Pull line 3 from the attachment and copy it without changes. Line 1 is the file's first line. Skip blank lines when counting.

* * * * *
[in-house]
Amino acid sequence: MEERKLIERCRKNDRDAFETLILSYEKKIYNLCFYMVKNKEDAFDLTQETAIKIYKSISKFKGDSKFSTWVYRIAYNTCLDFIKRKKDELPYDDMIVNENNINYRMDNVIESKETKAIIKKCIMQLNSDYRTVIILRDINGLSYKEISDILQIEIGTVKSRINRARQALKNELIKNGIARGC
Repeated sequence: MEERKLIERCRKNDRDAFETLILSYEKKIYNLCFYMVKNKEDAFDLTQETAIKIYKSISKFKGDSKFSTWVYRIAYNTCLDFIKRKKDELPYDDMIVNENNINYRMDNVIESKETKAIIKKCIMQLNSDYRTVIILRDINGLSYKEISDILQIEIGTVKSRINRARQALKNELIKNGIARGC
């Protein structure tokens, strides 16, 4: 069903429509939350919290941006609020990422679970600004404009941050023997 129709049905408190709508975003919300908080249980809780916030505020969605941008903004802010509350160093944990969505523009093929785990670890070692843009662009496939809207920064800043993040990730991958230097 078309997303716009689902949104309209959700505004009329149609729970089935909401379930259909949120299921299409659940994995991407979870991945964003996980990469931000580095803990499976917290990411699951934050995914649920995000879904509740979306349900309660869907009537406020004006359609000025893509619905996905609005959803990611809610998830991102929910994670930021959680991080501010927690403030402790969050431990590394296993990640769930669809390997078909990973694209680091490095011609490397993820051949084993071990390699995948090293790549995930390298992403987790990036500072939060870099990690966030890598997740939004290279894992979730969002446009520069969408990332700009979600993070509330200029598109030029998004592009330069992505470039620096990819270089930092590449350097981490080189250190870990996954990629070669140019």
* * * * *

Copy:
Repeated sequence: MEERKLIERCRKNDRDAFETLILSYEKKIYNLCFYMVKNKEDAFDLTQETAIKIYKSISKFKGDSKFSTWVYRIAYNTCLDFIKRKKDELPYDDMIVNENNINYRMDNVIESKETKAIIKKCIMQLNSDYRTVIILRDINGLSYKEISDILQIEIGTVKSRINRARQALKNELIKNGIARGC